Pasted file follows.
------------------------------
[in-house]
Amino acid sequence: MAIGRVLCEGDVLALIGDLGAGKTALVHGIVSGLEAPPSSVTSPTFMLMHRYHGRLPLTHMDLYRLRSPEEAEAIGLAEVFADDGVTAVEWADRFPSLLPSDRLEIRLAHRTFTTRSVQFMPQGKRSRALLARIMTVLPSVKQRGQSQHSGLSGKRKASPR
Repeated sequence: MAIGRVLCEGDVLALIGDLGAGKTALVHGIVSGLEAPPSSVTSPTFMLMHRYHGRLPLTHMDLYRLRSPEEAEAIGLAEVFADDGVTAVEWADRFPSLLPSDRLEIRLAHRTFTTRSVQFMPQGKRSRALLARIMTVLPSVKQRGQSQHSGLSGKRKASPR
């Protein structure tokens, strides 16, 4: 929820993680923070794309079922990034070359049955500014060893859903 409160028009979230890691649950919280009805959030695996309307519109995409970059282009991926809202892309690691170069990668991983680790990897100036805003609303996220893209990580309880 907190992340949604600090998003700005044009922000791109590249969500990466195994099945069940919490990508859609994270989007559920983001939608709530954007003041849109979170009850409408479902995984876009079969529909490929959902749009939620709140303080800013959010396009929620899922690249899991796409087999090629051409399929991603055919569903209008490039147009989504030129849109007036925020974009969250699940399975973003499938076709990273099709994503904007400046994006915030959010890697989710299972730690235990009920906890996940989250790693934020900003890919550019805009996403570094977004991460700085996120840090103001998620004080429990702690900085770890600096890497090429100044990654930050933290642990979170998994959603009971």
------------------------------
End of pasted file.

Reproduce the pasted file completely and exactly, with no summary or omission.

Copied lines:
[in-house]
Amino acid sequence: MAIGRVLCEGDVLALIGDLGAGKTALVHGIVSGLEAPPSSVTSPTFMLMHRYHGRLPLTHMDLYRLRSPEEAEAIGLAEVFADDGVTAVEWADRFPSLLPSDRLEIRLAHRTFTTRSVQFMPQGKRSRALLARIMTVLPSVKQRGQSQHSGLSGKRKASPR
Repeated sequence: MAIGRVLCEGDVLALIGDLGAGKTALVHGIVSGLEAPPSSVTSPTFMLMHRYHGRLPLTHMDLYRLRSPEEAEAIGLAEVFADDGVTAVEWADRFPSLLPSDRLEIRLAHRTFTTRSVQFMPQGKRSRALLARIMTVLPSVKQRGQSQHSGLSGKRKASPR
């Protein structure tokens, strides 16, 4: 929820993680923070794309079922990034070359049955500014060893859903 409160028009979230890691649950919280009805959030695996309307519109995409970059282009991926809202892309690691170069990668991983680790990897100036805003609303996220893209990580309880 907190992340949604600090998003700005044009922000791109590249969500990466195994099945069940919490990508859609994270989007559920983001939608709530954007003041849109979170009850409408479902995984876009079969529909490929959902749009939620709140303080800013959010396009929620899922690249899991796409087999090629051409399929991603055919569903209008490039147009989504030129849109007036925020974009969250699940399975973003499938076709990273099709994503904007400046994006915030959010890697989710299972730690235990009920906890996940989250790693934020900003890919550019805009996403570094977004991460700085996120840090103001998620004080429990702690900085770890600096890497090429100044990654930050933290642990979170998994959603009971």